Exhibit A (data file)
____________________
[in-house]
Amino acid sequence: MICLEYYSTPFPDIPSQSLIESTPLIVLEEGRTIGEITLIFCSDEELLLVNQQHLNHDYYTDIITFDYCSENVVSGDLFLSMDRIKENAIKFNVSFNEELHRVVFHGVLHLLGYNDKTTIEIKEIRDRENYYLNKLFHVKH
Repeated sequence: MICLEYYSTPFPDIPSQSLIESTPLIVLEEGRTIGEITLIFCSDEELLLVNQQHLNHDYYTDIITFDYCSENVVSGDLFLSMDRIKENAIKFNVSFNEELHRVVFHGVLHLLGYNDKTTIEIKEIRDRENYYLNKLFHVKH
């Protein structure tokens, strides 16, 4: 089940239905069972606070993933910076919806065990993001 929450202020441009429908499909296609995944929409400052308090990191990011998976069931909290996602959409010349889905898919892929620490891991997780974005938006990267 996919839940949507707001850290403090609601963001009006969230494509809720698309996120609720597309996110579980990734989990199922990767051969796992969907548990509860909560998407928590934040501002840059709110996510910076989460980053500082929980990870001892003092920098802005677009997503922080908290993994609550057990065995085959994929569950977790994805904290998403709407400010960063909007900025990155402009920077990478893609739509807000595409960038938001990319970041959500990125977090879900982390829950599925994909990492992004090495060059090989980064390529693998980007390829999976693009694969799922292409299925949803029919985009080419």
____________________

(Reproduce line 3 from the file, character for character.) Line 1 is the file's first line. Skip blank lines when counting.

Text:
Repeated sequence: MICLEYYSTPFPDIPSQSLIESTPLIVLEEGRTIGEITLIFCSDEELLLVNQQHLNHDYYTDIITFDYCSENVVSGDLFLSMDRIKENAIKFNVSFNEELHRVVFHGVLHLLGYNDKTTIEIKEIRDRENYYLNKLFHVKH